Website Offers Parents Tips on How to Develop Literacy

Erin Fitzgerald hopes that her website provides exactly the kind of help harried parents of preschoolers are looking for. At a time when job and housekeeping responsibilities might not leave enough time for parents to teach their children to read and count, shows parents how they can get their children on the road to literacy by playing games with them anywhere, including in the car, at the dinner table and even on a grocery shopping trip.

The key, according to Fitzgerald, is interaction. While sitting down and focusing on ABCs is good too, the biggest leg up that parents can give their kids is to converse with them, even if the conversation is about topics other than reading. Telling stories from and about their favorite books when they were children, as well as their favorite games and other activities, engages children and keeps them interested.

However, carving out even a little bit of time to read to them also helps tremendously. It doesn't have to be long chunks of time. As a matter of fact, long reading sessions might be too much of a challenge for children's under-developed attention spans. Instead, a few pages from a story before bed every night, or even a picture book before bed time would be ideal.

Fitzgerald said she created the website as a final project for her master's degree in education with a concentration in reading at Cal State Fullerton. She said she got to practice everything she was learning in her own classroom.

Then, students had a choice of a final project, writing a thesis or a final test. She chose the project.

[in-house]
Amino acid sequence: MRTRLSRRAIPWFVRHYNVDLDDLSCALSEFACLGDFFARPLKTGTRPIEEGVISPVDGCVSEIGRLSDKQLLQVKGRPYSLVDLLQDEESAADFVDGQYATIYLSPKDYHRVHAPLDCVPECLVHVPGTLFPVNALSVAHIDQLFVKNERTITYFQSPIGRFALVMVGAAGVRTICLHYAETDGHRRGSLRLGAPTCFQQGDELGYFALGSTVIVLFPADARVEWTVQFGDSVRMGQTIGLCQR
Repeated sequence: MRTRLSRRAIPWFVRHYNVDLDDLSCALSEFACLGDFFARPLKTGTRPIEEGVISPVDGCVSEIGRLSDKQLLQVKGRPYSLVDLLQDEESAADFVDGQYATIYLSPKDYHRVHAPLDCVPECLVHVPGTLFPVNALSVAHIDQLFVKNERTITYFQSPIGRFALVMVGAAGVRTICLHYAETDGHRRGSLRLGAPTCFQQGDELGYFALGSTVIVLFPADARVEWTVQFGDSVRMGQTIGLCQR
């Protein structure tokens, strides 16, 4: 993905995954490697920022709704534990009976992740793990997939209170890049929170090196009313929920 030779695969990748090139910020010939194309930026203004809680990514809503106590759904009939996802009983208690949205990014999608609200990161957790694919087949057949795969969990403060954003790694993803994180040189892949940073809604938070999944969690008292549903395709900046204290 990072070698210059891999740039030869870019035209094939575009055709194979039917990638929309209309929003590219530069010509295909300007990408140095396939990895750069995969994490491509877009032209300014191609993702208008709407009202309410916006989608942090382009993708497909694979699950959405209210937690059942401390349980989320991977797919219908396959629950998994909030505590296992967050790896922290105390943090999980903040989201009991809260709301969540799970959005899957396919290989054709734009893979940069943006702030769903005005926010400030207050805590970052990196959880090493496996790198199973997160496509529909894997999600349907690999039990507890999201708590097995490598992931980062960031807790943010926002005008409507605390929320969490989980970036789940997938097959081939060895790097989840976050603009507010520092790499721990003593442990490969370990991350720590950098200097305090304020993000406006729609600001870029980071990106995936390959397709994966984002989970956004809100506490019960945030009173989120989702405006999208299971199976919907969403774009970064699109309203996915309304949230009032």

Fitzgerald said she wanted to create something that the parents of her students at St. Thomas the Apostle School in Riverside could use. The reading and education manuals she saw other students create were expensive to print, Fitzgerald said. So she built a website.

In addition to tips parents can use to get their children started with reading, the website also provides reading lists for pre-schoolers and beyond, in both English and Spanish. Although the site is aimed mainly at kindergarteners and first-graders, parents of students of any age who are struggling with literacy will be able to find something useful – like hints on how to select age-appropriate reading materials and which games work best to improve language acquisition.

The site suggests games to help children practice letter sounds, such as "I spy something that rhymes with blue (shoe)." or "I spy" something with the sounds of a beginning letter, middle letter or the ending sound of a word, such as "ing" or "s."

01 8, 2013
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